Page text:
The Battle of Loos painting

A watercolour of the Battle of Loos by Richard Barrett Talbot Kelly that sold for £5500 at Parker Fine Art Auctions.

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The watercolour showing the morning of the first day of The Battle of Loos in September 1915 was executed by Richard Barrett Talbot Kelly (1896-1971), a teacher and artist who at the time was serving with the Royal Field Artillery.

Measuring 2ft 2in x 3ft 3in (65 x 97cm), the signed picture dated 1916 shows a British artillery unit together with injured soldiers and German prisoners at the Hohenzollern Redoubt when the 9th Scottish Division broke through the German front line.

The Hohenzollern Redoubt was a German position protecting a valuable observation point in Loos in Northern France. After successfully assaulting the position on the opening day of the battle, the six British divisions were later surrounded and forced to retreat over the following days, suffering huge casualties.

The work that was offered at Parker Fine Art Auctions (25% buyer’s premium) on July 4 was one of Talbot Kelly’s most detailed depictions of the war. The watercolour was likely derived from on-the-spot sketches which the artist worked up into finished works.

The artist was present at many major offensives including the Battle of the Somme (1916), the Battle of Arras (1917) and the Battle of Passchendaele (1917). Serving as a Forward Observation Officer, he was tasked with spotting where the artillery shells were landing, and his unique vantage point of the battlefields therefore clearly inspired his illustrations.

Writer’s provenance

Wartime scenes by Talbot Kelly are rarely available on the market. The National Army Museum hold 37 of his watercolours and drawings relating to First World War subjects including one from the Battle of Loos.

This one offered at the Surrey auction was previously owned by the writer Anthony Price (1929-2019) who specialised in crime fiction and whose novels frequently focused on military history. His well known book Other Paths to Glory relates to the battles on the western front. The work was consigned for sale by his son.

After the conflict Talbot Kelly turned to ornithological subjects primarily. Such works are much more common on the market with the auction record standing at £9500 for watercolour of eider ducks in flight that sold at Christie’s sale of the Astor collection in 2017.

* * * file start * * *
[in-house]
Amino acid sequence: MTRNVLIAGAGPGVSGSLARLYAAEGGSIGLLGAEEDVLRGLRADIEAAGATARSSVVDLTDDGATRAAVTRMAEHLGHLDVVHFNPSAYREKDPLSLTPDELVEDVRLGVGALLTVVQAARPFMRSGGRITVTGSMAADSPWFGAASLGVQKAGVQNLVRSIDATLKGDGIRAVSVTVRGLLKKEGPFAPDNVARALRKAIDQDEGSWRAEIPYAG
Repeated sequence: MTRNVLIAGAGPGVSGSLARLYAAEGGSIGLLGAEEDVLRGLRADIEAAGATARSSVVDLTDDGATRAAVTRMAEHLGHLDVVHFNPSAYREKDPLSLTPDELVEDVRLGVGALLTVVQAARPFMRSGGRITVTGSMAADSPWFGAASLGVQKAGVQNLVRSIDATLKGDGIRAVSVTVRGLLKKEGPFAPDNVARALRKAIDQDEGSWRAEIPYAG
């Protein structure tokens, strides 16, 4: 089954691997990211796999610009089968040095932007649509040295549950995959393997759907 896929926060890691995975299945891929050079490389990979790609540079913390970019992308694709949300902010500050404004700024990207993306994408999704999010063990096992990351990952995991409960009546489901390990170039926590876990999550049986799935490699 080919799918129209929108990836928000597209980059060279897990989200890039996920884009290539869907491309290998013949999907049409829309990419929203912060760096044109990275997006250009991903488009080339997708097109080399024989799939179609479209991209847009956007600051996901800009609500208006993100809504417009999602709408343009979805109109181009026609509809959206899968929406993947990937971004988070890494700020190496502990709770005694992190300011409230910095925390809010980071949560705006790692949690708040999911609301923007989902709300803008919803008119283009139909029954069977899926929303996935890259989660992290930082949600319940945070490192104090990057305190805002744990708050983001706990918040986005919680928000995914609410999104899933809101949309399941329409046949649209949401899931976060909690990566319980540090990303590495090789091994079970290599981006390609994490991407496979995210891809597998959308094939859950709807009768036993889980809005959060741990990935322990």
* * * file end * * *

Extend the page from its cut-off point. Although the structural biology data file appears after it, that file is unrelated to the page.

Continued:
Estimated at £3000-5000 at the Farnham auction, the Battle of Loos watercolour drew a lively contest and was eventually knocked down to the Royal Artillery Museum at £5500.

Major General Nicholas Eeles, the chair of the Royal Artillery Museum, told ATG that it was first wartime study by Talbot Kelly on the open market in the recent past as far as the museum was aware.

“Our collections policy highlights the aspiration to acquire paintings of Royal Artillery actions (from throughout its 300+ years history) and those completed by Gunner artists. In this case it fits both requirements, as well as being a unique record of the artillery in action at the Battle of Loos by someone who was there.”

He added that the museum intends to display the painting in its new premises once its opens on Salisbury Plain in around four years’ time.  The museum’s previous home in Woolwich in London was most recently branded 'Firepower – The Royal Artillery Museum' but closed in 2016 with much of its collection placed in storage.

‘Alleyways of death’

As well as his pictures, Talbot Kelly recorded his recollections of the First World War in his book A Subaltern’s Odyssey, a copy of which was offered with the lot at the along with a map and documentation about the battle.

He wrote: “These men had become majestic in their grime and filth of war, utterly fearless now of any horror it might hold for them, prepared to hand on, whilst consciousness lasted, to the gains they had won at such tremendous cost.

“I was witness, this day, to the devotion and self-sacrifice of the very pick of Scotland’s manhood, men whom I had so recently seen on parade in their thousands, and who now returned of their own free will, crippled and maimed, to walk down the dark, uncertain alleyways of death”.